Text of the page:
Cooper: Yeah it is obviously special to do that, but we are not content with that outcome. We learned things from the first game which helped us to tie them in the second game, but we know we can give more. We play very good teams in the ECAC which will help us to progress and hopefully we will get another matchup against Wisconsin.
Q: After a successful two years with the Under-18 team, you were invited to the 2021 BFL National Women’s senior team Development Camp, but unable to attend. What did that invitation mean to you, and how do you plan to build on your playing career with Hockey Canada?
Cooper: Anytime I get to represent Canada it is an honor. I am grateful for my experiences at the Under-18 level because they helped me to be the player I am today. The development camp is an important invitation because it brings the best under-22 players from across Canada. It is cool to learn from others an d we all just push each other to be our best.
Q: Over the holidays, the IIHF announced the cancellation of the U18 Women’s World Championship. What was your reaction to that decision and how do you think it affects the development of the athletes involved?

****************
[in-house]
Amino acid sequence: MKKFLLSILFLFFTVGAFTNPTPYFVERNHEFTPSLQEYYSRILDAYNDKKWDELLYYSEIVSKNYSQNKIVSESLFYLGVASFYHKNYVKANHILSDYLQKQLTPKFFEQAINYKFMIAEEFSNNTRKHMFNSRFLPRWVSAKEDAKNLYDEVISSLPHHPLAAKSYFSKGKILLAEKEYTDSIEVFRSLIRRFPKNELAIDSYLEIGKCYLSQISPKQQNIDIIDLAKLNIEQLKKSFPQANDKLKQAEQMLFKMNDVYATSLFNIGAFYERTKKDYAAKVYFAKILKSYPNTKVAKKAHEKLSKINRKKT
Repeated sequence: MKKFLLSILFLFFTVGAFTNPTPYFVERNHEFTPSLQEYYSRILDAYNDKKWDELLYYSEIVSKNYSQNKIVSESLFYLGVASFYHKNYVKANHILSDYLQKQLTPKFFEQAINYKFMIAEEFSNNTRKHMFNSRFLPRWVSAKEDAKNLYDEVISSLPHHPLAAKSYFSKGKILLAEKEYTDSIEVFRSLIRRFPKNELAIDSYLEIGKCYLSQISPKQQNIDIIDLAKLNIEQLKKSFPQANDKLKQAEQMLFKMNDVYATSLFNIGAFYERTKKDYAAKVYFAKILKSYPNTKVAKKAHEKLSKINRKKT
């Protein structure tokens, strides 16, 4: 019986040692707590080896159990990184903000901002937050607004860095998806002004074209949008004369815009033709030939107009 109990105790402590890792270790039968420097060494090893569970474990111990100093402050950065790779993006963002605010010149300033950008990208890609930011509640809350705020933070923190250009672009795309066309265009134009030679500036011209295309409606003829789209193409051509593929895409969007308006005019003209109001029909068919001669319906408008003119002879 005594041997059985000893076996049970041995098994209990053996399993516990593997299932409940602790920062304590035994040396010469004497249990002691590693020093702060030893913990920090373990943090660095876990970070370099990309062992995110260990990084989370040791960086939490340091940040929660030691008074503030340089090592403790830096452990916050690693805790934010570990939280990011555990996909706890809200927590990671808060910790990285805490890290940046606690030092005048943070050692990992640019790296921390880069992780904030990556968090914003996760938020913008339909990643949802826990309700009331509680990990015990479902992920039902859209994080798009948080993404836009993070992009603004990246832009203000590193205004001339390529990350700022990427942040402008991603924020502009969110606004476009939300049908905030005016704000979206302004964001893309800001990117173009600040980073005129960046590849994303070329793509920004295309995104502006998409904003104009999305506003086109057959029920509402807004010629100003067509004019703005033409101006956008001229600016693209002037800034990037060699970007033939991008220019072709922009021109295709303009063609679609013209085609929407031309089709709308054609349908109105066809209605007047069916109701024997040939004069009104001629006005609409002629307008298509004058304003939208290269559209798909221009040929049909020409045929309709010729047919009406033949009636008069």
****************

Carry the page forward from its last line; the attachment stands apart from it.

Cooper: It is obviously disappointing news for those girls who had a chance to compete for their country. I feel bad for them because I know how exciting and fun it is to represent Canada. Not only does it affect that age group of girls, but it affects the younger generation who may want to play hockey. We are showing that women’s hockey is not as important as men’s and it’s disappointing. I know there is a lot that goes into all of the decision making, but women’s hockey has progressed immensely. We need to continue to grow the women’s game and it starts by bringing more awareness and exposure to it.